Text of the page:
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jaswood
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P135, bank 1 sensor 1 oxygen sensor heater open. Verified with multimeter plus bank 2 sensor 1 measured 14 ohms, should be 5-6 ohms.

Not sure that means heater is a problem. Unless you nulled the multimeter to net out the test leads of the meter and of the harness you could be getting a false reading. Typically heaters (resistors) fail to an open circuit so a failed heater would read infinity or very high impedance.

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P135, bank 1 sensor 1 oxygen sensor heater open. Verified with multimeter plus bank 2 sensor 1 measured 14 ohms, should be 5-6 ohms.

Not sure that means heater is a problem. Unless you nulled the multimeter to net out the test leads of the meter and of the harness you could be getting a false reading. Typically heaters (resistors) fail to an open circuit so a failed heater would read infinity or very high impedance.

Fluke digital multimeter and I always touch the leads together to verify zero ohms reading.

Electronic training began in 1957 in the USAF.

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I agree the heater is probably not bad, However a new O2 wont hurt....

On what basis..?

Pins 1 and 2 of driver's side sensor reads open, same pins on passenger side sensor reads ~14 ohms, shop manual calls for ~5-6 ohms at 70F.

If the one sensor didn't read open I would probably ignore the 14 ohm reading as the engine ECU isn't complaining about that.

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from this web page: http://www.autozone.com/autozone/repairguides/Electronic-Engine-Controls/Oxygen-Sensor/_/P-0900c1528026a717

WARNING

The four wire Heated Oxygen (HO2) Sensor have two separate circuits, the signal circuit and the heater circuit which must not be confused. Never apply voltage to the signal wiring of a HO2sensor, otherwise it may be damaged. Also, never connect an ohmmeter (or a DVOM set on the ohm function) to both of the signal wires of a HO2sensor at the same time, otherwise the sensor may be damaged.

Not sure if this is a concern for all DVMs but the DC current used in the Ohms readings can damage the sensor side of the device so these folks state. Fine for the heater side.

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You know sometimes the heaters are wired in series, once one is open both are open....however the sensor itself will function once heated up....

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You know sometimes the heaters are wired in series, once one is open both are open....however the sensor itself will function once heated up....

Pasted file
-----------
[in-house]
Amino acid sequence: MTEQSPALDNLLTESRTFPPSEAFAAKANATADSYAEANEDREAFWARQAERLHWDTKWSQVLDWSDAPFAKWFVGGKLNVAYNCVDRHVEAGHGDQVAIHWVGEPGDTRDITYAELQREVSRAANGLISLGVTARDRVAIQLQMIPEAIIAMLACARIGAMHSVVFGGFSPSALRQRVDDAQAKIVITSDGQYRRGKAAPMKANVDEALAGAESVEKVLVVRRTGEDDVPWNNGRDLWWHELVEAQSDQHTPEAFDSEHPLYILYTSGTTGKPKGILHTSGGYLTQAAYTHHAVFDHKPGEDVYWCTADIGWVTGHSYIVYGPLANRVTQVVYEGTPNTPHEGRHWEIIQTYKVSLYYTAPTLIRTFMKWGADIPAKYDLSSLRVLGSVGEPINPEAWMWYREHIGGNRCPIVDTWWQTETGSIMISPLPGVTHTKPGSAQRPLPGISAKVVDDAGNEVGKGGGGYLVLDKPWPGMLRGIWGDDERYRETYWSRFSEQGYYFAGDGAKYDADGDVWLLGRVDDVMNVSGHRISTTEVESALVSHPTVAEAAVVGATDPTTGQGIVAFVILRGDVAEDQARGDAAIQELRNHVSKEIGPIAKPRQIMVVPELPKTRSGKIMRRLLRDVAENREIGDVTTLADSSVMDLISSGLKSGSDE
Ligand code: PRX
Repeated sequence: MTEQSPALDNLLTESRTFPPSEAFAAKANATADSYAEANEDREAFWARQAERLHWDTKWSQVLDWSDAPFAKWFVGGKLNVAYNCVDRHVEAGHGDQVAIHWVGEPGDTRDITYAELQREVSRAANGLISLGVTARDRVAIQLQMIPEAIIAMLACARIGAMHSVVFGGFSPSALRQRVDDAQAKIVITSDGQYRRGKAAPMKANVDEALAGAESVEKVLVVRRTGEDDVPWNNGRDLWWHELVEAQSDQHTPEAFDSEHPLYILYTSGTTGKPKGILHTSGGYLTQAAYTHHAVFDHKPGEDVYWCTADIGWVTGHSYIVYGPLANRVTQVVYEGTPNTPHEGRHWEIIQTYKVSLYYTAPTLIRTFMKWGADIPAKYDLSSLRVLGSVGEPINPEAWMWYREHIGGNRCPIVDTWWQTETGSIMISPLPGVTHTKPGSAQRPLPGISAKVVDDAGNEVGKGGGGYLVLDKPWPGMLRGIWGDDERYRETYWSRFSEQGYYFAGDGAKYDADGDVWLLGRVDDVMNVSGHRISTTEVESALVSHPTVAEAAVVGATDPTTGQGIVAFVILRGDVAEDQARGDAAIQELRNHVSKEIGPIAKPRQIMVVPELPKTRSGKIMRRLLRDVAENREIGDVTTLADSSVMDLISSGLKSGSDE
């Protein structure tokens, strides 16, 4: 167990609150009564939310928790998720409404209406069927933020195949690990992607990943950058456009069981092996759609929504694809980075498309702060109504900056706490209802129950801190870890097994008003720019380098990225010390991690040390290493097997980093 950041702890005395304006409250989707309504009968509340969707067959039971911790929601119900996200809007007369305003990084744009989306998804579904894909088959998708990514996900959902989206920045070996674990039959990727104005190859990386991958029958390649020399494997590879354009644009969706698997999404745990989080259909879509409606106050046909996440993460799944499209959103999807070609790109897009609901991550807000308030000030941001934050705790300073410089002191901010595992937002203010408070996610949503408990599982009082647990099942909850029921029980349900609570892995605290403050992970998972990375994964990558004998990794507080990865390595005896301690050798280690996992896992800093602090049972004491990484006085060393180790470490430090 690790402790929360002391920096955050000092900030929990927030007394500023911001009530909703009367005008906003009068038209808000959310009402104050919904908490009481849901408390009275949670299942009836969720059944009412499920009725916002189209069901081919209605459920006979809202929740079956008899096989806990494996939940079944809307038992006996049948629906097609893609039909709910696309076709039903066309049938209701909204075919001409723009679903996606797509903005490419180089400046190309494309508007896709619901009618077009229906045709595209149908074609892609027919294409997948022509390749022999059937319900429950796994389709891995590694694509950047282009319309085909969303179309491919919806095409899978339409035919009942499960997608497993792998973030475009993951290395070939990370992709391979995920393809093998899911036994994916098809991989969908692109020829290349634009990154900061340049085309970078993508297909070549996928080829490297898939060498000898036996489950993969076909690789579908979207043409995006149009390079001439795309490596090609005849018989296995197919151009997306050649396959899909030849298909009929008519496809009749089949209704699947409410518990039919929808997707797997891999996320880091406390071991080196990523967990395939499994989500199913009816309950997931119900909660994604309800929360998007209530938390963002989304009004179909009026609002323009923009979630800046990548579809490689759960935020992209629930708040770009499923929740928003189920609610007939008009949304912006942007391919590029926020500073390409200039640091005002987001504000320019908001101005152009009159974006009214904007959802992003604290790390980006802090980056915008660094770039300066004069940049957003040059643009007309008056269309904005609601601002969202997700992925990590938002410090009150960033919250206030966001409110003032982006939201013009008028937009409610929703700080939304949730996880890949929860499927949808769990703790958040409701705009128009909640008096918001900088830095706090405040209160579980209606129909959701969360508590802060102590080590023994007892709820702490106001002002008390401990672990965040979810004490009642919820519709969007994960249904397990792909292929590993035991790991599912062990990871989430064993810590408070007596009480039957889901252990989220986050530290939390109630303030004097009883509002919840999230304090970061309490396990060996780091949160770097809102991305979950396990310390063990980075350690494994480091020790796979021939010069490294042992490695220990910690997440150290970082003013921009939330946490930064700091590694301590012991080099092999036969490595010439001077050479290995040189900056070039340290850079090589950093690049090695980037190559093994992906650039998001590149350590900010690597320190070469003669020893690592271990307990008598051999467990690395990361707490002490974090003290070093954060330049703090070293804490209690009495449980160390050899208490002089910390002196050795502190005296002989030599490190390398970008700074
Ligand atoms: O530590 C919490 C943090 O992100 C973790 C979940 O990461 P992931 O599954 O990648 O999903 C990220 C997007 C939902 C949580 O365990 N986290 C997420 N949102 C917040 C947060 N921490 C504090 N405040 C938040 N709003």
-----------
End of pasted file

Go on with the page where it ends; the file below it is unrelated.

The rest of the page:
I don't think so. When there is a heater it is pulling about 30 Watts of power. That current (>2 Amps) couldn't flow through the sensor without major damage. The two wire Oxygen sensors are just a sensor element only. They count on exhaust vapors to heat up sensor. The heater is primarily to speed up the engine getting into closed loop operation and to keep sensor warm in idling conditions where it could cool too much.

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from this web page: http://www.autozone.com/autozone/repairguides/Electronic-Engine-Controls/Oxygen-Sensor/_/P-0900c1528026a717

WARNING

The four wire Heated Oxygen (HO2) Sensor have two separate circuits, the signal circuit and the heater circuit which must not be confused. Never apply voltage to the signal wiring of a HO2sensor, otherwise it may be damaged. Also, never connect an ohmmeter (or a DVOM set on the ohm function) to both of the signal wires of a HO2sensor at the same time, otherwise the sensor may be damaged.

Not sure if this is a concern for all DVMs but the DC current used in the Ohms readings can damage the sensor side of the device so these folks state. Fine for the heater side.

IMMHO it would take a seriously high voltage, hi-pot "arc" level most likely, to do any damage to the oxygen sensor itself.

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P135, bank 1 sensor 1 oxygen sensor heater open. Verified with multimeter plus bank 2 sensor 1 measured 14 ohms, should be 5-6 ohms.

Not sure that means heater is a problem. Unless you nulled the multimeter to net out the test leads of the meter and of the harness you could be getting a false reading. Typically heaters (resistors) fail to an open circuit so a failed heater would read infinity or very high impedance.

Proper reading is per Lexus manual.

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